Tuesday, March 18, 2003

Now of course the talk is that the NCAA will "suspend" play in the NCAA Tournament if the U.S. goes to war. Without mocking the solemnity in such a decision, or showing disrespect to either our troops or Iraqi civilians, this strikes me as being a completely phony move. This will be a war in name only; a more appropriate term for what is about to happen in the Persian Gulf is "mass slaughter". At least in the early days of the war, our strategy will probably be to bomb Iraqi military targets, without direct confrontation with the enemy. For the most part, news coverage of this will be limited to anchors parroting military propaganda, with little information or truth emerging. Although the threat of domestic terrorism is present, it is a threat we've lived with for eighteen months, without the preemption of our favorite TV shows.

So why is the NCAA discussing the suspension of March Madness? Money !! At least for the first day of hostilities, CBS will feel obligated to show what every other network will show, with the same pictures, the same interchangeable pundits, the same Administration spin points. Of course, CBS could just as easily break in during the day with bulletins as events necessitate, the same way they would act if an important but unforeseen story were to break during the NCAA Tournament, but to break with the pack and not show wall-to-wall coverage of the war would be an eggregious violation of a broadcasting taboo, which is to be original.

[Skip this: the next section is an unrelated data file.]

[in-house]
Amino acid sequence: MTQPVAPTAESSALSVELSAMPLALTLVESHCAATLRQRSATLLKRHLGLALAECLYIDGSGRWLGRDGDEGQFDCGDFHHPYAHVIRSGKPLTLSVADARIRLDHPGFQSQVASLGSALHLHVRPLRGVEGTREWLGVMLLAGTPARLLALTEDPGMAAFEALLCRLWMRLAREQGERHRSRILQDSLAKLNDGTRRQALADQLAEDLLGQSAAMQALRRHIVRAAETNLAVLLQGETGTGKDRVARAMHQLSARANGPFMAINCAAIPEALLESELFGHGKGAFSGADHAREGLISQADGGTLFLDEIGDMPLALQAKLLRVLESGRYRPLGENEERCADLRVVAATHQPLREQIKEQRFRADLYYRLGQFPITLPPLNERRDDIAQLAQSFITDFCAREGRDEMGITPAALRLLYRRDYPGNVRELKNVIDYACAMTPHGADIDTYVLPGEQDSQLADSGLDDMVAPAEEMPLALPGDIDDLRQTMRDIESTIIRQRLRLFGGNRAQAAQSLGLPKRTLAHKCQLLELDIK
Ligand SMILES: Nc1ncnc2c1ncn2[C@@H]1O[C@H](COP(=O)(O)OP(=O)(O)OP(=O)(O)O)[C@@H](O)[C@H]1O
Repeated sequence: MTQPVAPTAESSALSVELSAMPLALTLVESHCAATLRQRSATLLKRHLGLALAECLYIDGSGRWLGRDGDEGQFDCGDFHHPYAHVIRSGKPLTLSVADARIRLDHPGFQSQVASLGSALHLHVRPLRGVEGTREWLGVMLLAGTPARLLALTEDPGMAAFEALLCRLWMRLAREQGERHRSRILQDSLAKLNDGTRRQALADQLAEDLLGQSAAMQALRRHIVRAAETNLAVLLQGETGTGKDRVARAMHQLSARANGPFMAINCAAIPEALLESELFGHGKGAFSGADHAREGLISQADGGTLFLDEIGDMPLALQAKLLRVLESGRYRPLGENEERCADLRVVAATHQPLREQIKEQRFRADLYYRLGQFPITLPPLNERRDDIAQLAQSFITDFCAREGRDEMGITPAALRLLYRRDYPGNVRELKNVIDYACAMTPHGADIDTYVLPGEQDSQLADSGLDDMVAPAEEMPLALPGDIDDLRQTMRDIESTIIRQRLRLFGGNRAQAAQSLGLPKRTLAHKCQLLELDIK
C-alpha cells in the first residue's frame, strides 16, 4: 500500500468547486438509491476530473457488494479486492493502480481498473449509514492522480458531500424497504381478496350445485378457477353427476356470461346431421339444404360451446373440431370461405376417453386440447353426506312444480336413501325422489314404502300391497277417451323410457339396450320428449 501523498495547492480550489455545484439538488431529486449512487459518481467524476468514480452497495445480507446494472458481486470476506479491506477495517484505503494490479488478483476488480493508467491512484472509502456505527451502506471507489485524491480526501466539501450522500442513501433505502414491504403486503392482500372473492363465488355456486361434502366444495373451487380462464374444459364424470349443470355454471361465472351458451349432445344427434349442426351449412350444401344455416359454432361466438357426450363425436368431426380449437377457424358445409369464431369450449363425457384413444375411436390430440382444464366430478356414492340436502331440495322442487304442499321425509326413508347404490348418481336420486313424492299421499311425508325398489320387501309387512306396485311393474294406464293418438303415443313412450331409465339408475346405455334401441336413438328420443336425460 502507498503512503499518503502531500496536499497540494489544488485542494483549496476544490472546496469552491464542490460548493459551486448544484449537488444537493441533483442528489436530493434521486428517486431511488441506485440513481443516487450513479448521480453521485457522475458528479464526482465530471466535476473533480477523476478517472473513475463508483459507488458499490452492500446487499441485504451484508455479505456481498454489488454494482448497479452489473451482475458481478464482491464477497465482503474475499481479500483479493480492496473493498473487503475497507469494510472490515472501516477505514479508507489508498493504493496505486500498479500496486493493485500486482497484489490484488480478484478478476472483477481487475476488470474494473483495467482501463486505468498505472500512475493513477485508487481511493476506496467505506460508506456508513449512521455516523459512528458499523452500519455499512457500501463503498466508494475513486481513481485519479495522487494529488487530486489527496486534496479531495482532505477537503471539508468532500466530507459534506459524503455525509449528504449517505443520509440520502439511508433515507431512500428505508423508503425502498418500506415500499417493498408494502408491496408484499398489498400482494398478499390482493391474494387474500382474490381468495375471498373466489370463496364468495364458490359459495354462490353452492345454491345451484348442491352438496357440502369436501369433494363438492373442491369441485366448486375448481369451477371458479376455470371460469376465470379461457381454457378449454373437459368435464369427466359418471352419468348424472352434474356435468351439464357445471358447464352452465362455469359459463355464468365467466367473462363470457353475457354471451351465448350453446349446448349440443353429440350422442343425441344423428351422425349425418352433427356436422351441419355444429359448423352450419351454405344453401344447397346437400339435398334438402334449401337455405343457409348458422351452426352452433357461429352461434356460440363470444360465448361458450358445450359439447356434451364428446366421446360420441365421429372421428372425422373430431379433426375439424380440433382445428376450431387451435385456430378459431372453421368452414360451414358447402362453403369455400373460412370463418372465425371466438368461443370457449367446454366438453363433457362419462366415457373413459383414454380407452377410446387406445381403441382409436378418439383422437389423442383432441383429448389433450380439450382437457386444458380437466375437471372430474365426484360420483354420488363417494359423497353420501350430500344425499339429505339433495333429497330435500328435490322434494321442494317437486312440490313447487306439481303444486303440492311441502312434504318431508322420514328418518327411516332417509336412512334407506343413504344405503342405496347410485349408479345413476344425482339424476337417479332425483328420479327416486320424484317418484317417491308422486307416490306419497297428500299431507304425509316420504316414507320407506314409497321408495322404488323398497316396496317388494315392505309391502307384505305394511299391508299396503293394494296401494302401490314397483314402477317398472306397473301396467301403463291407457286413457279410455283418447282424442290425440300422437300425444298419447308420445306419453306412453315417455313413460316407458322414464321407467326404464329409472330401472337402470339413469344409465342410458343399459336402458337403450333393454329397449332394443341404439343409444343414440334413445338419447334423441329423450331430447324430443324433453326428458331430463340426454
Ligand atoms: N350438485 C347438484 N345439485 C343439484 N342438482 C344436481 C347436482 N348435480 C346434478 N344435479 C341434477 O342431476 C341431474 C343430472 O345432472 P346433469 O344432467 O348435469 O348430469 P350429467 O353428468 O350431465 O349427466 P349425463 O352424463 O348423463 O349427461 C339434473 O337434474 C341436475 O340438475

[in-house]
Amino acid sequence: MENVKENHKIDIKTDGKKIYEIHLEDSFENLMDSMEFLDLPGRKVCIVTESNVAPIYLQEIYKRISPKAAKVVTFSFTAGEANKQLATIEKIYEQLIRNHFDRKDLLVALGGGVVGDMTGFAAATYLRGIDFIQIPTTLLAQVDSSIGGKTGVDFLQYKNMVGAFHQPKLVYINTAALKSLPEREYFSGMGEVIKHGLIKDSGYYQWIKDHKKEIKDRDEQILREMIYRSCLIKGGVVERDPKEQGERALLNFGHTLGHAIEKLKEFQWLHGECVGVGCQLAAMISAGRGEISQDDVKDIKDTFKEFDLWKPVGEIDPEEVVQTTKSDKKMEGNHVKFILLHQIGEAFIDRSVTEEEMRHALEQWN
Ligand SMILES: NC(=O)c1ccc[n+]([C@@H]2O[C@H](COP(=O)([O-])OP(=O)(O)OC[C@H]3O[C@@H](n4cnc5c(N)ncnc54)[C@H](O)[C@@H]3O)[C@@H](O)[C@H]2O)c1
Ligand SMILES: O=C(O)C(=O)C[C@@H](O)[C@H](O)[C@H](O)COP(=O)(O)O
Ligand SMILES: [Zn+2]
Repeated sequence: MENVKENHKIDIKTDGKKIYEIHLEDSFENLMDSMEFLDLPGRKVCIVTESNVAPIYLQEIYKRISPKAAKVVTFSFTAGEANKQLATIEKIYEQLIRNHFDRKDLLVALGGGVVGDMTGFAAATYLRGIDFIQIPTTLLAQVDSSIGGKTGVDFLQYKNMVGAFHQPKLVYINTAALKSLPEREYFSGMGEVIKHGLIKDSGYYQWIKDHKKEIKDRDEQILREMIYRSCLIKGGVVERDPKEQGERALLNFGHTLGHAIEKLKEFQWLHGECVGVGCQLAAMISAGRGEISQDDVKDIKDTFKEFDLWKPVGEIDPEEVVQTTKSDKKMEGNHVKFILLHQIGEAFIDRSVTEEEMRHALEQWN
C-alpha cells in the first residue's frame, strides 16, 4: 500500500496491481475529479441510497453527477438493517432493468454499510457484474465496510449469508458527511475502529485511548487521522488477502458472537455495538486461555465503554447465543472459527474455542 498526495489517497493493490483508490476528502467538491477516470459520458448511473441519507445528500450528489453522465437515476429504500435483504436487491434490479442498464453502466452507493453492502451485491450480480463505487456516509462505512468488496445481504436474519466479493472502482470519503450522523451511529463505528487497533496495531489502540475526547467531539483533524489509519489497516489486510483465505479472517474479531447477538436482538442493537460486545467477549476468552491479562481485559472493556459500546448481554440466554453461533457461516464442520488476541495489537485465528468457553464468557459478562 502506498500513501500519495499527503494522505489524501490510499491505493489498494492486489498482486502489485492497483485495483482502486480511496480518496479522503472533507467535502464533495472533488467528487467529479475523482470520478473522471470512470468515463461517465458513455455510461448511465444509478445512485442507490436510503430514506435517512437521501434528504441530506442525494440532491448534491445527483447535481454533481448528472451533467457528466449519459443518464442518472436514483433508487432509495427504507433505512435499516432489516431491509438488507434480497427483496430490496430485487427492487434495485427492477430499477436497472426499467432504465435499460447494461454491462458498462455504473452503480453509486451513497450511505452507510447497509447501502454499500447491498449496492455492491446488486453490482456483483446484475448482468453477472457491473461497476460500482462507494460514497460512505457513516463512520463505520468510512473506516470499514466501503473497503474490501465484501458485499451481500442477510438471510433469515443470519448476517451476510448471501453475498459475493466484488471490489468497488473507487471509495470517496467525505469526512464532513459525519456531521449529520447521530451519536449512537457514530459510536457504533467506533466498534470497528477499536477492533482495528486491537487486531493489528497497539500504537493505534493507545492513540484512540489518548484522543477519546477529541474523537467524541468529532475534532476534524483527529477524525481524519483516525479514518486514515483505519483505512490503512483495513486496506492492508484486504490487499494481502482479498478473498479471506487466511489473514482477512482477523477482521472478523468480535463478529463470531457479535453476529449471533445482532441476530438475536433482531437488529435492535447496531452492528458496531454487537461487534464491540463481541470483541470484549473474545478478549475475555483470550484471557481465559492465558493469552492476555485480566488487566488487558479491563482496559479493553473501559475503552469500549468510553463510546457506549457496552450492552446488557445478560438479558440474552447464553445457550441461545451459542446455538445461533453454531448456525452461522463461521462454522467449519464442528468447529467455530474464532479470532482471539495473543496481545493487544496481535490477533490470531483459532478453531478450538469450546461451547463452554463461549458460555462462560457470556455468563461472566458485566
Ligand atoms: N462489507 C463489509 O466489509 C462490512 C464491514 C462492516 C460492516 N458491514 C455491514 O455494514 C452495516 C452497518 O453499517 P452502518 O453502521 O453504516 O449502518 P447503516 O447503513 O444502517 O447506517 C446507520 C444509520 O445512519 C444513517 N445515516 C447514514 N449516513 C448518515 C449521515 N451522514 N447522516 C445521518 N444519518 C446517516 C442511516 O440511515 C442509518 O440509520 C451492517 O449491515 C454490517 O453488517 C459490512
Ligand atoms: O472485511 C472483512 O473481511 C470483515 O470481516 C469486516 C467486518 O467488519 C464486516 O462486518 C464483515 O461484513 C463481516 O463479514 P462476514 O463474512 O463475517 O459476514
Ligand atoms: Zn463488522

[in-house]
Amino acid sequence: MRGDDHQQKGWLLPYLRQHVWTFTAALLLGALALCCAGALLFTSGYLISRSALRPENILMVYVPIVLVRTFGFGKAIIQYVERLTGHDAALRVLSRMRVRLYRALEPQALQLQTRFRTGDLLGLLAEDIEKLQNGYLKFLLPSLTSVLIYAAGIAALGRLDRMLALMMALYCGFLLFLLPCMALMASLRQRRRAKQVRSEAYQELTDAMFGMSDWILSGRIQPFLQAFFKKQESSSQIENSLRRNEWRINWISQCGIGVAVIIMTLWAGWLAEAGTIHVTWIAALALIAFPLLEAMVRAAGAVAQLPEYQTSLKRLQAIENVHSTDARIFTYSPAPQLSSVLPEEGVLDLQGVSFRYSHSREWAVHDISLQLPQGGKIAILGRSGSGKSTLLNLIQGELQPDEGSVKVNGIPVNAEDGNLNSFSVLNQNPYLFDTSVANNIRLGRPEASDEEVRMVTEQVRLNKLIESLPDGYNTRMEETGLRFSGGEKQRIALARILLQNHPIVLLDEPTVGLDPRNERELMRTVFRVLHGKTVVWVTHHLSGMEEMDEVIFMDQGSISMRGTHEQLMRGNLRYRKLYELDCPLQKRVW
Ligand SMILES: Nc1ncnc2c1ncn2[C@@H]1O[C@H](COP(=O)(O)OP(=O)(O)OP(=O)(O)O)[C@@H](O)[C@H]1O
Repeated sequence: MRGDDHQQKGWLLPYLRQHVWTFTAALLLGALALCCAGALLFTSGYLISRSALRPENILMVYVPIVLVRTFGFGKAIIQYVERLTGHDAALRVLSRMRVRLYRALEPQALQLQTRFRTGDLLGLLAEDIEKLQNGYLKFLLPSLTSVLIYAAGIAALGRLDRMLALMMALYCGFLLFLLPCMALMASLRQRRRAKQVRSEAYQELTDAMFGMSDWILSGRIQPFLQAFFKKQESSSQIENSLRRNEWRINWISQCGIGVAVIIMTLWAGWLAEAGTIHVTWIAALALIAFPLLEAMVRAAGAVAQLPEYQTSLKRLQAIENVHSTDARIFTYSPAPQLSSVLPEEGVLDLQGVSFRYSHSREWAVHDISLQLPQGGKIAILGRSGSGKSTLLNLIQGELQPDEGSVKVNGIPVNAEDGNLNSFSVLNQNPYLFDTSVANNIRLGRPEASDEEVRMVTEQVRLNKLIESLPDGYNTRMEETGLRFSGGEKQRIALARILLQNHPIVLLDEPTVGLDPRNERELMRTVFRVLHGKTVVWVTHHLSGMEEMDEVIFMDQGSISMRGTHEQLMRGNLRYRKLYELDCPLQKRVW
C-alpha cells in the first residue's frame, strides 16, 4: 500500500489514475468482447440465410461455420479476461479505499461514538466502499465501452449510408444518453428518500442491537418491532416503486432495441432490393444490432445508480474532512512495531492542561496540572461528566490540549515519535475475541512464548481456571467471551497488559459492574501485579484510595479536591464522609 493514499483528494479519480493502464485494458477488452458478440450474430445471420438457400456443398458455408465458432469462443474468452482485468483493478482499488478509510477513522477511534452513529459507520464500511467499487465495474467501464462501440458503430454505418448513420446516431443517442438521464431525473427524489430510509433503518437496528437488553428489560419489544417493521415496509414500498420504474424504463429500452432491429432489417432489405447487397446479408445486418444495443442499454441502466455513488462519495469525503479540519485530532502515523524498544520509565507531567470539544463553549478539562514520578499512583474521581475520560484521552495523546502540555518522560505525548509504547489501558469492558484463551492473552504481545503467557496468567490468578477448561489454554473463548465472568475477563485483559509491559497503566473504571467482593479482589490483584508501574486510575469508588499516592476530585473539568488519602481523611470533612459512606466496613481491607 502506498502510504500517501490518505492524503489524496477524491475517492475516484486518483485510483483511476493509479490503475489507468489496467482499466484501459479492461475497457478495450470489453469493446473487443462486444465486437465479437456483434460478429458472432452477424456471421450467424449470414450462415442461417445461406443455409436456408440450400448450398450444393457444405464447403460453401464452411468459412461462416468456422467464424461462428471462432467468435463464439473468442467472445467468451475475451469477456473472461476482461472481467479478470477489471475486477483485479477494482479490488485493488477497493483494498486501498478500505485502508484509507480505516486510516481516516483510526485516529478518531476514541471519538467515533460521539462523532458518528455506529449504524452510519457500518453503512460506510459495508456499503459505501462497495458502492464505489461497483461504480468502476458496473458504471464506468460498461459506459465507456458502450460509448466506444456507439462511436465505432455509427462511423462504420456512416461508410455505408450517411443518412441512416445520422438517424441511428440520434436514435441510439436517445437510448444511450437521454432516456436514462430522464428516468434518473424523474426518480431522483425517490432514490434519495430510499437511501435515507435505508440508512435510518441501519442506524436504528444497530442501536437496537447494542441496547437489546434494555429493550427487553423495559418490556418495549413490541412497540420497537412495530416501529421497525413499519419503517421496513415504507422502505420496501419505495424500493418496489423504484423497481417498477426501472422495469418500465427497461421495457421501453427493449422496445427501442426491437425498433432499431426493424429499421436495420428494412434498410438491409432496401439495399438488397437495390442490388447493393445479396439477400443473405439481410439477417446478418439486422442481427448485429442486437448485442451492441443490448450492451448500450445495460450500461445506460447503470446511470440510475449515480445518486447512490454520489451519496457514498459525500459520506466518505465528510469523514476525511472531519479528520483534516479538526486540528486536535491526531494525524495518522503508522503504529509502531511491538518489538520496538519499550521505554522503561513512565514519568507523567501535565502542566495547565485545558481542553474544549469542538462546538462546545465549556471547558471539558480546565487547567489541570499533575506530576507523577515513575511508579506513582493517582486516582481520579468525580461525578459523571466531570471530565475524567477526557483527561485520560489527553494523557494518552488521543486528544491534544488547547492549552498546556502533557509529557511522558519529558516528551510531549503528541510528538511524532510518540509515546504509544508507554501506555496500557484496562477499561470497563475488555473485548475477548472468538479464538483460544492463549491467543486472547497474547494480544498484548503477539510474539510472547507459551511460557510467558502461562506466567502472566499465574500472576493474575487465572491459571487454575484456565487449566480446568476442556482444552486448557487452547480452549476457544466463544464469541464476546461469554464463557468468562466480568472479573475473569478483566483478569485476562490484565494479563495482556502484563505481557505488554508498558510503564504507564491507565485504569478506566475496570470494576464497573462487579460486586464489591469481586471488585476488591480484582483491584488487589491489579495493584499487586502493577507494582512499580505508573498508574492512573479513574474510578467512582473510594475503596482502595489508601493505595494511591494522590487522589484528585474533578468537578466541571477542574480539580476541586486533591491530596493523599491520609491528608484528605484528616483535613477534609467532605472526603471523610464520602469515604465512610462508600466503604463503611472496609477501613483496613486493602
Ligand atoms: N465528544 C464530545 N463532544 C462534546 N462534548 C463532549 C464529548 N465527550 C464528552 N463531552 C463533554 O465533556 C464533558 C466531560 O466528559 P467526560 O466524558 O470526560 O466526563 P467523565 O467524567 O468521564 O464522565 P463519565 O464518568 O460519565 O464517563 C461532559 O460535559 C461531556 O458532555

And, of course, the NCAA couldn't simply put its jamboree on a smaller cable network, where those who are not interested in the predictable coverage of events overseas can watch. It might get bad ratings (or worse ratings than normal; one of the dirty little secrets about college hoops is that few people watch, even during the tournament, which is structured more as a sop to the gaming and sports bar industries than to the great mass of sports fans). So the NCAA Tournament, which didn't even delay its title game on the day Reagan was shot, will suspend play for a week, when CBS can resume its normal programming.
UPDATE: The NCAA announced this afternoon that the tournament will begin as scheduled, regardless of events overseas.


Post a Comment

<< Home